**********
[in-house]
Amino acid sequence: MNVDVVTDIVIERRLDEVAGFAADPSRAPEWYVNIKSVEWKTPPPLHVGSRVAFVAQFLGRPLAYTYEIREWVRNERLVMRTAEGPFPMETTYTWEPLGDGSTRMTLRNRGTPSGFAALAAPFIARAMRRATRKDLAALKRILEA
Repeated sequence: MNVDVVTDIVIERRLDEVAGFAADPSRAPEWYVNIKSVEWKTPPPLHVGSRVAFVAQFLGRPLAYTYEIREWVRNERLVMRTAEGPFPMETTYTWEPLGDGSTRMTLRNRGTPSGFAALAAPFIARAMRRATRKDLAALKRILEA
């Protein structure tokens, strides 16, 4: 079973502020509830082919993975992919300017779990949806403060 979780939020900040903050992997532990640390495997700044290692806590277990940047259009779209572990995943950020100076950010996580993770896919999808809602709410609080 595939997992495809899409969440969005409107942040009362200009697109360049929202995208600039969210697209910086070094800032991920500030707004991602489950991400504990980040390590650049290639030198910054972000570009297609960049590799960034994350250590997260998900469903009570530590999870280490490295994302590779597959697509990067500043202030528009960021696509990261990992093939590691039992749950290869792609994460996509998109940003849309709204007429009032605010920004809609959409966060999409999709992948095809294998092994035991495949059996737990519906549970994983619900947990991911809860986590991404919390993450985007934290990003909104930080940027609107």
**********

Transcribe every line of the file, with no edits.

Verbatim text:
[in-house]
Amino acid sequence: MNVDVVTDIVIERRLDEVAGFAADPSRAPEWYVNIKSVEWKTPPPLHVGSRVAFVAQFLGRPLAYTYEIREWVRNERLVMRTAEGPFPMETTYTWEPLGDGSTRMTLRNRGTPSGFAALAAPFIARAMRRATRKDLAALKRILEA
Repeated sequence: MNVDVVTDIVIERRLDEVAGFAADPSRAPEWYVNIKSVEWKTPPPLHVGSRVAFVAQFLGRPLAYTYEIREWVRNERLVMRTAEGPFPMETTYTWEPLGDGSTRMTLRNRGTPSGFAALAAPFIARAMRRATRKDLAALKRILEA
């Protein structure tokens, strides 16, 4: 079973502020509830082919993975992919300017779990949806403060 979780939020900040903050992997532990640390495997700044290692806590277990940047259009779209572990995943950020100076950010996580993770896919999808809602709410609080 595939997992495809899409969440969005409107942040009362200009697109360049929202995208600039969210697209910086070094800032991920500030707004991602489950991400504990980040390590650049290639030198910054972000570009297609960049590799960034994350250590997260998900469903009570530590999870280490490295994302590779597959697509990067500043202030528009960021696509990261990992093939590691039992749950290869792609994460996509998109940003849309709204007429009032605010920004809609959409966060999409999709992948095809294998092994035991495949059996737990519906549970994983619900947990991911809860986590991404919390993450985007934290990003909104930080940027609107």